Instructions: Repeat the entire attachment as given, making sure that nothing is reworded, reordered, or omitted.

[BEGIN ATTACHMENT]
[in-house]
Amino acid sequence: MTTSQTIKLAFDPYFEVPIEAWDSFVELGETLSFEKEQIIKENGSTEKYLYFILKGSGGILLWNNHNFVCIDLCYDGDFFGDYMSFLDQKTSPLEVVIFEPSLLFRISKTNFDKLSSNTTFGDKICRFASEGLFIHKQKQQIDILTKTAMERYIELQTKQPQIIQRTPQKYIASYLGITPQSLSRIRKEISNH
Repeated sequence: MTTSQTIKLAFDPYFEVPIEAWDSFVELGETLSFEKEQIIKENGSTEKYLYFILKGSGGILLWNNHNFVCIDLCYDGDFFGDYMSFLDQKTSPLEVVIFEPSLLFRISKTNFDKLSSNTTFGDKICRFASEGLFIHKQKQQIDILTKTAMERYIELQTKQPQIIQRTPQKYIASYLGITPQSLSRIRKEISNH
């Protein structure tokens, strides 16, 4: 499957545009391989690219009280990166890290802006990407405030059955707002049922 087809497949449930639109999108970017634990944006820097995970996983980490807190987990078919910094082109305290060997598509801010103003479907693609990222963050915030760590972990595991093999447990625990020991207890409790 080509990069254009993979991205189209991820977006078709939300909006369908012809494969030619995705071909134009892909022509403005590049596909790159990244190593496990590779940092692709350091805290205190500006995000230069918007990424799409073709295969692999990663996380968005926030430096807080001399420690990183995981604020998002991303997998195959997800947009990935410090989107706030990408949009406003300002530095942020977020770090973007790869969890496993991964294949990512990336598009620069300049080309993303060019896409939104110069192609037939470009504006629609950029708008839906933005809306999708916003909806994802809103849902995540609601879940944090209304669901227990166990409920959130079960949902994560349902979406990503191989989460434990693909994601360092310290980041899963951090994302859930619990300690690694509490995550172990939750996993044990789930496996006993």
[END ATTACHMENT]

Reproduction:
[in-house]
Amino acid sequence: MTTSQTIKLAFDPYFEVPIEAWDSFVELGETLSFEKEQIIKENGSTEKYLYFILKGSGGILLWNNHNFVCIDLCYDGDFFGDYMSFLDQKTSPLEVVIFEPSLLFRISKTNFDKLSSNTTFGDKICRFASEGLFIHKQKQQIDILTKTAMERYIELQTKQPQIIQRTPQKYIASYLGITPQSLSRIRKEISNH
Repeated sequence: MTTSQTIKLAFDPYFEVPIEAWDSFVELGETLSFEKEQIIKENGSTEKYLYFILKGSGGILLWNNHNFVCIDLCYDGDFFGDYMSFLDQKTSPLEVVIFEPSLLFRISKTNFDKLSSNTTFGDKICRFASEGLFIHKQKQQIDILTKTAMERYIELQTKQPQIIQRTPQKYIASYLGITPQSLSRIRKEISNH
């Protein structure tokens, strides 16, 4: 499957545009391989690219009280990166890290802006990407405030059955707002049922 087809497949449930639109999108970017634990944006820097995970996983980490807190987990078919910094082109305290060997598509801010103003479907693609990222963050915030760590972990595991093999447990625990020991207890409790 080509990069254009993979991205189209991820977006078709939300909006369908012809494969030619995705071909134009892909022509403005590049596909790159990244190593496990590779940092692709350091805290205190500006995000230069918007990424799409073709295969692999990663996380968005926030430096807080001399420690990183995981604020998002991303997998195959997800947009990935410090989107706030990408949009406003300002530095942020977020770090973007790869969890496993991964294949990512990336598009620069300049080309993303060019896409939104110069192609037939470009504006629609950029708008839906933005809306999708916003909806994802809103849902995540609601879940944090209304669901227990166990409920959130079960949902994560349902979406990503191989989460434990693909994601360092310290980041899963951090994302859930619990300690690694509490995550172990939750996993044990789930496996006993």